Battle of Naboo

(2000 Portrait Collection)


Back to the closet

When last we left our heros...oops, wrong story line.

In my last entry, I mentioned the Battle for Naboo portrait collection set, and how I was interested in getting one.  However I also mentioned that I wasn't about to pay full price, or even eBay prices to get one. However, I had hoped that perhaps these dolls might show up in a bargain bin of KB. 

So, I was pleased when the folks at rebelscum ( reported that this collection was showing up in "Factory 2-U" stores for the bargain price of $20.

Totally cool, and worth driving across town for.

So here we have the Battle for Naboo set, Queen Amidala in one of the handmaiden's battle outfit, and Qui-Gon Jinn to assist her.  And since I actually own an "Action Collection" Qui-Gon, I'm comparing the "less expensive" version with the portrait collection version.

Basically, I'm very happy with these dolls, particularly for the price.  If can find them for under $30, I would say they are worth it.  The boxes at these outlet stores are likely to be kind of beat up, though, not that that was an issue for me.

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Here we have the dolls, still in their box.  You can see that they are posed very well, in an action style pose.  And as crowded as that box is, they do try and make it an interesting display box. And you can see that the back of the box has a large open window so you can see the back of these costumes.

This other picture shows the price I paid for this box and its contents.

One thing that struck me as I was opening this box, is that there must be someone who actually puts these dolls into their box.  There can't be machines that do this, some person with small agile hands must put those twist ties in place and tie the dolls hands and feet to the liner of the box.

Must be a strange job.

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Here is our dynamic duo free to fight outside of the box.

They are clearly very nicely done dolls, and the costumes, while sewn in places that I could not have sewn them, are very nicely done.  They had done these costumes so that they would look good in the box, and so were gathered in some rather strange ways.   One thing I would have done different is to hide the big snaps that fasten Amidala's coat.  They show very obviously, even in the box.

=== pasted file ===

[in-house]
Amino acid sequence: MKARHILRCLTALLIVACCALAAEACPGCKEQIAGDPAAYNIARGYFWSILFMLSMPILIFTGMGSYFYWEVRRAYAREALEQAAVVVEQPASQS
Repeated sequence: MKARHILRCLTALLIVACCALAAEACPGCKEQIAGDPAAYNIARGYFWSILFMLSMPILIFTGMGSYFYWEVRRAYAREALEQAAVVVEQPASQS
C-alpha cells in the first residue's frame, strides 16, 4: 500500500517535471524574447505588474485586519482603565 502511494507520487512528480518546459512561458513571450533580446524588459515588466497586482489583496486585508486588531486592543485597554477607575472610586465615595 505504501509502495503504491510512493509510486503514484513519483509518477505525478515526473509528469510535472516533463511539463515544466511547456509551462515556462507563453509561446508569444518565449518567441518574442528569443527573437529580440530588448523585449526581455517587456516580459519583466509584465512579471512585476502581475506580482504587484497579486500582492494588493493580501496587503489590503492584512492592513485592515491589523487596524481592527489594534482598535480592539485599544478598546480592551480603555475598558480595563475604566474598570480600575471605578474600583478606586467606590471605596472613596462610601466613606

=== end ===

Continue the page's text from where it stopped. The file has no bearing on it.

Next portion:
One really nice thing were the cool stands that came with these dolls.  The one for Qui-Gon has a tan wire and the one for Amidala has a maroon wire to match her costume.

I had to cut the clear rubber band that held Amidala's weapon to her hand to remove it.

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Here is Amidala in a portrait shot.  This is a beautiful face, with beautifu hazel eyes, and just a touch of make-up. Her hair is tight against her forehead.

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This shot shows the back of her head, with the elaborate hairstyle.  They did this using large plastic crescents that they wrapped in hair, then fastened to the back of her head.

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Here is Amidala without her coat on, showing the bright pink top and long sleeves.  Her pants are made of the same material as the coat and the inside of the coat is the same as the her top.

There is a belt attached to the top of the pants with the elaborate buckle placed at the front.  Both the top and the pants fasten with velcro at the back.

She has a holster that the gun sort of fits into, although it isn't a real secure fit.

Her boots are black plastic, but they almost look like leather.

The doll has very little articulation, very much like the other portrait dolls.  Her knees bend a little, but that is pretty much it.

Below we have the Qui-Gon Jinn without his robe.  The costume is detailed, and very well constructed, with multiple layers.

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In this picture we have him next to the Action Collection Qui-Gon, who has borrowed Amidala's stand. The first thing to notice is that the Qui-Gon from the portrait collection is a lot taller.  The costume of the Action collection is also not as detailed.

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Here is the Portrait Qui-Gon.  Notice how detailed his face is, and how the beard has individual sections.

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Both of these faces resemble the actor who played Qui-Gon, although the portrait version is much more detailed.

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Here is the back of the hair of both dolls.  The portrait version has longer hair, and is tied in a more elaborate fashion rather than the other doll.

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Even the robes and light sabers are different.  The longer robe is made of a cotton weave material, the other is more of a felt.  The saber blade of the portrait doll is longer.  Neither saber blade seems to be detachable.

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